I look East, West, North, South, and I do not see Sauron; but I see that Saruman has many descendants. We Hobbits have against them no magic weapons. Yet, my gentle hobbits, I give you this toast: To the Hobbits. May they outlast the Sarumans and see spring again in the trees.
This man was the same Tolkien who refused to see his work as an allegory, which did not prevent him from making parallels when it struck him, when it seemed to apply, to be relevant. It may even be precisely this lack of allegory that allows it. So why go without?
Remember China Mieville cited above dunking on “The Lord of The Rings” as a clean evil? Well he also said this:
The literary establishment’s incoherent critique combines snobbish disdain for popular culture with an historical philistinism. And there is a left variant of this dismissal, seeing the fantastic as decadent or socially irresponsible. Tolkien refuses that the notion that a work of fiction is, in some reductive way primary, or solely or really, about something else, knowly and precisely, that the work of the reader is one of code breaking. Only if we find the right key we can perform an hermeneutic algorithm and solve the book. This is not a plea for naivety, for evading ramification or analysis, for some impossible and pointless return to « just a story »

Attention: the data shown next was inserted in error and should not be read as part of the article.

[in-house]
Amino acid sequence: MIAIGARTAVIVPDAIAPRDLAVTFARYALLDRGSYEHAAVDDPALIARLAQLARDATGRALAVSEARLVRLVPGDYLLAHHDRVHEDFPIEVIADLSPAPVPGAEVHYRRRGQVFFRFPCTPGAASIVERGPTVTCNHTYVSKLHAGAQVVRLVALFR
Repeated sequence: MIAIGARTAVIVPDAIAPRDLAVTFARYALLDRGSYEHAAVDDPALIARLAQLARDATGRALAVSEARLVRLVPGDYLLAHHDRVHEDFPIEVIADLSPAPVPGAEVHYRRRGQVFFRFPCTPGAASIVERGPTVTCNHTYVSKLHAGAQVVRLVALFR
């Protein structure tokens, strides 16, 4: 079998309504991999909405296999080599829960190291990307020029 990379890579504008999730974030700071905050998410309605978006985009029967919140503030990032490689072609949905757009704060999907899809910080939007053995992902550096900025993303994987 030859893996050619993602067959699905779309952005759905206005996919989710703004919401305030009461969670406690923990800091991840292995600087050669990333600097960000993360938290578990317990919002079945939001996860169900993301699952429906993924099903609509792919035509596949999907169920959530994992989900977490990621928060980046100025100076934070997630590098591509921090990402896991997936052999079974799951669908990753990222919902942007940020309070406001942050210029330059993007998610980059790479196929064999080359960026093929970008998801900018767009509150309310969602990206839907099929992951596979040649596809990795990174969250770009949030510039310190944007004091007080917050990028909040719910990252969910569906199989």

Because like any story, “The Lord of The Rings” does not mean nothing, does not talk about nothing … I don’t know the “Meaning” of “The Lord of The Rings”, and neither do you, but I hope you find this story meaningful too.
Sources (not exhaustive):
“Winter is coming – Une brève histoire politique de la fantasy” William Blanc (I dont know if there is an english version)